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'She Could Save His Life': Mother Fights To Have Son's Service Dog In The Classroom

A mother in Massachusetts is battling her son’s school district so the boy can take his service dog to classes.

Ericha Flateau recently told WCVB her 7-year-old son, Austin, needs the dog with him 24 hours a day. 

Austin was born with a brain malformation that delays his speech and also causes seizures. His service dog, Paris, has been trained to help calm him when he becomes frustrated while trying to speak. But, most importantly, Paris can detect when Austin is going to have a seizure. 

“Dogs can smell a chemical change when a seizure starts,” Flateau explained. “She could save his life.” 

Austin was paired with Paris in October. Now Flateau has to figure out how to ensure the dog stays with her son all day long.

Officials at Austin’s school, Davis Thayer Elementary School, have said Paris can attend classes but she must be accompanied by a handler. 

“For whatever reason, the school district will not allow any school staff to be the dog handler,” Flateau told Fox News

The district has told Flateau she needs to provide the handler, or come to classes herself.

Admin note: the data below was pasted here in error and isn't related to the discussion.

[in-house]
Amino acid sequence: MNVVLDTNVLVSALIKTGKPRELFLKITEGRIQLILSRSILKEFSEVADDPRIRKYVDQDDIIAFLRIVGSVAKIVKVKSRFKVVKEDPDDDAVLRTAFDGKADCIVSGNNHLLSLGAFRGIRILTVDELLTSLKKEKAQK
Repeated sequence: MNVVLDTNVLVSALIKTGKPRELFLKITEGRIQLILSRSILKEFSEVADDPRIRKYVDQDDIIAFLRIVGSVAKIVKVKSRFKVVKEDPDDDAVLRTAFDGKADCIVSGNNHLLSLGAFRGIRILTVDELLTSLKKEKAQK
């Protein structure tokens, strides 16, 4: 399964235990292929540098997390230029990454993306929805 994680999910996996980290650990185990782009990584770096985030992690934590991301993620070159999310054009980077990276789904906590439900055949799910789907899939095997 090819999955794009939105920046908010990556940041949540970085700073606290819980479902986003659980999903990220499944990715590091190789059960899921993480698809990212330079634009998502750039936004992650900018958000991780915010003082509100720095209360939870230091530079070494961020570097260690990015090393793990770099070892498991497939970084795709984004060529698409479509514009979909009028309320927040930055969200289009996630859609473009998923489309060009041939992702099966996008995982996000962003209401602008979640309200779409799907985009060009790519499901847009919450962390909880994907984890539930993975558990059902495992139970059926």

That requirement has kept Austin from attending classes since October. 

“I cannot afford to hire a third-party dog handler, and I also can’t afford not to go to work myself,” she said. “So [Paris] has been home with him since we returned from training.”

The Franklin School District said it can’t discuss individual cases but did release a statement saying it “fully provides and promotes access for all individuals with disabilities, including those that require the assistance of service animals.” However, the district also pointed to a law that says a “public entity is not responsible for the care or supervision of a service animal.”

That is disappointing to Flateau who already worked to raise $15,000 to pay for Paris’ training. 

“It's frustrating because I want it to work so badly and I know it can,” she said.

If she is unable to reach a resolution with the district, Flateau said she may have to consider moving to an area where the schools will be more accommodating. 

Sources: WCVB, Fox News / Photo Credit: Facebook: 4 Paws for Austin


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